Monolith Soft / Nintendo
By Matt Peckham
December 16, 2015

Xenoblade Chronicles X is my pick for best roleplaying game of 2015, and you can read why in my review. (That includes The Witcher 3 and Fallout 4.) The only reason Monolith Soft’s Wii U masterpiece didn’t make my Top 10 video games of 2015 list was a technicality: the deadline arrived before my press copy of Xenoblade Chronicles X did. Call this my “Top 11 of 2015” addendum then.

I had a chance to ask the game’s executive director (and studio Monolith Soft founder) Tatsuya Takahasi a few questions about the game, his thoughts on Japanese gaming, and what he’s hoping to do next. This is what he told me.

Xenoblade Chronicles X‘s free, optional data packs exist because the Wii U doesn’t let developers install games

“Open-world games are often designed with the idea that they’ll be installed on hard-disk media, but for this game, we tuned the engine to its very limits to make it playable without installation (something which I think is pretty innovative),” explains Takahashi. “So there’s no problem at all if you’re walking or running around the game map, but since you can also fly through the air at high speed, we used the data packs (which are handled as additional content) to load part of the game data from storage instead of the disc, in order to make it more comfortable to play.”

The studio intentionally distanced itself from the sort of philosophizing it’s known for

“The design focus for this game was on map exploration and character builds during battle,” says Takahashi. “We deliberately distanced ourselves from having philosophical themes intertwined with the core of the story. Given that we at Monolith Soft had no experience with developing HD titles, our goal with this project was to experiment with and implement the assorted tech skills we needed for HD game development. We decided that trying to balance that with an epic theme-laden story would pose difficulties. Our hope is that we can start by creating the core system, then expand on the story and thematic elements in our future project.”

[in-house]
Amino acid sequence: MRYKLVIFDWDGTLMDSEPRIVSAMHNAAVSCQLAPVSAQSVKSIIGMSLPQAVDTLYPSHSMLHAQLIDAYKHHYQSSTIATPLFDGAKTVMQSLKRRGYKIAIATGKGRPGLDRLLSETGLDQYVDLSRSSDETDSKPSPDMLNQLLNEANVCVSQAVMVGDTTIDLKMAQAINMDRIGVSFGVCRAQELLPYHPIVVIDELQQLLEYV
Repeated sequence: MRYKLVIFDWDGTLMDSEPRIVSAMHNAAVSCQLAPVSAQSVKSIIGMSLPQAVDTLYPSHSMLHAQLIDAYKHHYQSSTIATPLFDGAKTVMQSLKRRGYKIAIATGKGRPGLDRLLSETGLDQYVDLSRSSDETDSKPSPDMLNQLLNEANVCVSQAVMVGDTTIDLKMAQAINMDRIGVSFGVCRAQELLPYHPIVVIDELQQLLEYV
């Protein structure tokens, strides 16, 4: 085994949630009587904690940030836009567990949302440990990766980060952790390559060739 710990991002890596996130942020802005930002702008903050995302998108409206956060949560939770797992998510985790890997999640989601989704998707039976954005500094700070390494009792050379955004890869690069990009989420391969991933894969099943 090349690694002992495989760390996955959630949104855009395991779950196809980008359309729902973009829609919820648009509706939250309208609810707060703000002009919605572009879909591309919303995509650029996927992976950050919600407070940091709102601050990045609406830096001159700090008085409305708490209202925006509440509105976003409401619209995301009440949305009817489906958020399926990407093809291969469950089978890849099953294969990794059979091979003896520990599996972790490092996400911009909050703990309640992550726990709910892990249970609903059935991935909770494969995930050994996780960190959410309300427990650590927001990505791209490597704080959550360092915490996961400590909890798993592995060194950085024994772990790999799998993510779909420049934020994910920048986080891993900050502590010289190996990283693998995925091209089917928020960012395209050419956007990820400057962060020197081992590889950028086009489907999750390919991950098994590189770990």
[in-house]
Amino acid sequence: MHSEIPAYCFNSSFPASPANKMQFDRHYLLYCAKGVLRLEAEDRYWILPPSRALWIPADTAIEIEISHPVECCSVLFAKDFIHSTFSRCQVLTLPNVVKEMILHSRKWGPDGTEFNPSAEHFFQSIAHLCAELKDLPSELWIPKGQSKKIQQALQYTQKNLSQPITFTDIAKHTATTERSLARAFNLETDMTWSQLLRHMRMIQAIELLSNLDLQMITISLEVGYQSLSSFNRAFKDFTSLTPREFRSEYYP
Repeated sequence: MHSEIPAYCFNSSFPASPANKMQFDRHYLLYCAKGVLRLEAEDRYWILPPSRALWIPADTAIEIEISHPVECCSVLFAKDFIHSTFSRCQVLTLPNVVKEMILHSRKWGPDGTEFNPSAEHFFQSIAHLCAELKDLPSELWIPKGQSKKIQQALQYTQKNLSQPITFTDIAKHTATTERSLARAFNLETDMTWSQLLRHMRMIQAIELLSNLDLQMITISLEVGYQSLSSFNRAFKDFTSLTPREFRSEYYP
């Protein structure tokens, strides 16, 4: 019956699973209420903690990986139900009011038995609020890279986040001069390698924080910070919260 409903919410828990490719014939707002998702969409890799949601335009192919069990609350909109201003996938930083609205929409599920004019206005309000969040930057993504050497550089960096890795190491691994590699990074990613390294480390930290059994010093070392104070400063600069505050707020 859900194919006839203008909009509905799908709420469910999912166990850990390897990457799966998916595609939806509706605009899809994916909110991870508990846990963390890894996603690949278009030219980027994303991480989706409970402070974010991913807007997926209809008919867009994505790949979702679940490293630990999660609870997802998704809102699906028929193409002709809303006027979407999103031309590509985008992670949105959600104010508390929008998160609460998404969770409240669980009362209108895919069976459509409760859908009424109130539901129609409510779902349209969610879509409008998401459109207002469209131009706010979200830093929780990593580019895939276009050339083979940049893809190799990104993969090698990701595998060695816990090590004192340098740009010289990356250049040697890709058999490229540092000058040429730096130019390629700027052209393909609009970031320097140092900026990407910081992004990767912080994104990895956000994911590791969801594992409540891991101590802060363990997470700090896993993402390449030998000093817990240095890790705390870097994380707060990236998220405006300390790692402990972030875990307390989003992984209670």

This is the first game Takahashi feels gets robots and humans (in the same game) right

“[I’ve] created an RPG in which you can have people on the same map as robots several times their size without things falling apart,” he says. “In previous projects, we’d create maps for human characters and maps for robots separately; having them both playable on the same maps isn’t nearly as simple as it sounds.”

“If, say, a human character needs a map around 1km square to play on, then a robot six times that size would need a map 6km square—in other words, 36 times the size. At the same time, we can’t multiply our dev budget by 36 times what we need to create maps for human characters, so we needed to innovate with ways to express that kind of scope while keeping costs down. I think we did a really good job striking a balance with this project.”

He prefers Western games to Japanese ones

“Except for a subset of titles, Japanese RPGs are budgeted so they’ll make a profit off sales within Japan alone,” says Takahasi. “It seems to me that building the entire world of the game itself (making it open-world) is considered one must-have element for Western RPGs nowadays, but that just can’t be done in the current Japan scene. But lately, I’ve started to wonder about whether this is really just because of budgetary issues. I think this is probably due to differences in cultural tastes, but in the current situation, it’s difficult to take content created in Japan and have it accepted in the West. As a result, you can only create things scaled to make money within Japan alone, and it becomes this negative spiral.”

“Japanese tastes are unique compared to those in the West, so if you focus solely on gamers within Japan, you’ll always find yourself running into this problem. (I think this is easy to see when you notice that FPS-style games sell only around 100,000 copies or so in Japan, as opposed to 10 million worldwide.) This may be a surprise to hear, but I don’t have very much interest in “current” Japanese anime and games, and I don’t play them, either. (I do get hands-on with them for future reference, though, and I still love older games that came out 30 or so years ago.) Most of the movies, TV dramas, novels, and games I pick up are made in the West. I don’t do this deliberately; that just turned out to be the kind of thing I like. As a result, I’ve come to the realization that it’s best to try and organically make the kind of things I like, or want.”

“We’re also seeing mobile games flourish in Japan while the console market declines, but the type of audience playing mobile games in Japan now has never bought my games, not since even before mobile existed. I consider the entire world to be my main field of battle, so I don’t worry about that at all. I also think that other companies’ RPGs, those with the potential to fight it out on the world market, aren’t going to be threatened by the state of mobile within Japan. That’s the kind of thought process that led to the completion of Xenoblade Chronicles X, and I hope that people will be willing to give it a try.”

Monolith Soft’s next project will look and feel “pretty different from this one”

“I tend to get bored with things pretty easily, so I’d like to keep creating things with different approaches every time,” says Takahashi. “Along those lines, I’d definitely like my next project to look and feel pretty different from this one. The ‘Xeno’ name, by the way, really just exists to make it clear that these are Tetsuya Takahashi productions.”

Write to Matt Peckham at matt.peckham@time.com.

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